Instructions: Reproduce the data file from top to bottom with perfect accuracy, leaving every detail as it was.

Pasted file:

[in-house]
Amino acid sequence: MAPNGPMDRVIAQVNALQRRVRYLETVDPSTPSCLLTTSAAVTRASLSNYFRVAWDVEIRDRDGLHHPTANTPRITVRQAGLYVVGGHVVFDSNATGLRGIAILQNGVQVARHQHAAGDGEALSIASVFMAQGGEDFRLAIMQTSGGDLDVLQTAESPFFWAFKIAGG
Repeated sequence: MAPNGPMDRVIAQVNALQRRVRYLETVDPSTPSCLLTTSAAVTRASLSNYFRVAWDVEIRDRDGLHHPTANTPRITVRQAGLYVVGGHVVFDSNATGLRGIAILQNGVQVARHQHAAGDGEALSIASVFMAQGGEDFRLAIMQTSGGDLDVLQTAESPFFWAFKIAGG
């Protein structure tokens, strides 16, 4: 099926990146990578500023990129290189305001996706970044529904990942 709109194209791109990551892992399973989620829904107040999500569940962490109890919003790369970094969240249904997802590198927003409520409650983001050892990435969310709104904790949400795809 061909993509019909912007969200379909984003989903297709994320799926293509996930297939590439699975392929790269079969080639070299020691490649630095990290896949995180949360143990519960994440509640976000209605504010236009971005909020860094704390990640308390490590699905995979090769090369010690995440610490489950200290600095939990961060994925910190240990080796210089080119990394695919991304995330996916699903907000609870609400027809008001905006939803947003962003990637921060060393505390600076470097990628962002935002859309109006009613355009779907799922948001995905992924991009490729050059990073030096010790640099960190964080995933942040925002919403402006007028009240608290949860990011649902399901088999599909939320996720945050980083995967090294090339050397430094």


[in-house]
Amino acid sequence: MAPNGPMDRVIAQVNALQRRVRYLETVDPSTPSCLLTTSAAVTRASLSNYFRVAWDVEIRDRDGLHHPTANTPRITVRQAGLYVVGGHVVFDSNATGLRGIAILQNGVQVARHQHAAGDGEALSIASVFMAQGGEDFRLAIMQTSGGDLDVLQTAESPFFWAFKIAGG
Repeated sequence: MAPNGPMDRVIAQVNALQRRVRYLETVDPSTPSCLLTTSAAVTRASLSNYFRVAWDVEIRDRDGLHHPTANTPRITVRQAGLYVVGGHVVFDSNATGLRGIAILQNGVQVARHQHAAGDGEALSIASVFMAQGGEDFRLAIMQTSGGDLDVLQTAESPFFWAFKIAGG
């Protein structure tokens, strides 16, 4: 099926990146990578500023990129290189305001996706970044529904990942 709109194209791109990551892992399973989620829904107040999500569940962490109890919003790369970094969240249904997802590198927003409520409650983001050892990435969310709104904790949400795809 061909993509019909912007969200379909984003989903297709994320799926293509996930297939590439699975392929790269079969080639070299020691490649630095990290896949995180949360143990519960994440509640976000209605504010236009971005909020860094704390990640308390490590699905995979090769090369010690995440610490489950200290600095939990961060994925910190240990080796210089080119990394695919991304995330996916699903907000609870609400027809008001905006939803947003962003990637921060060393505390600076470097990628962002935002859309109006009613355009779907799922948001995905992924991009490729050059990073030096010790640099960190964080995933942040925002919403402006007028009240608290949860990011649902399901088999599909939320996720945050980083995967090294090339050397430094």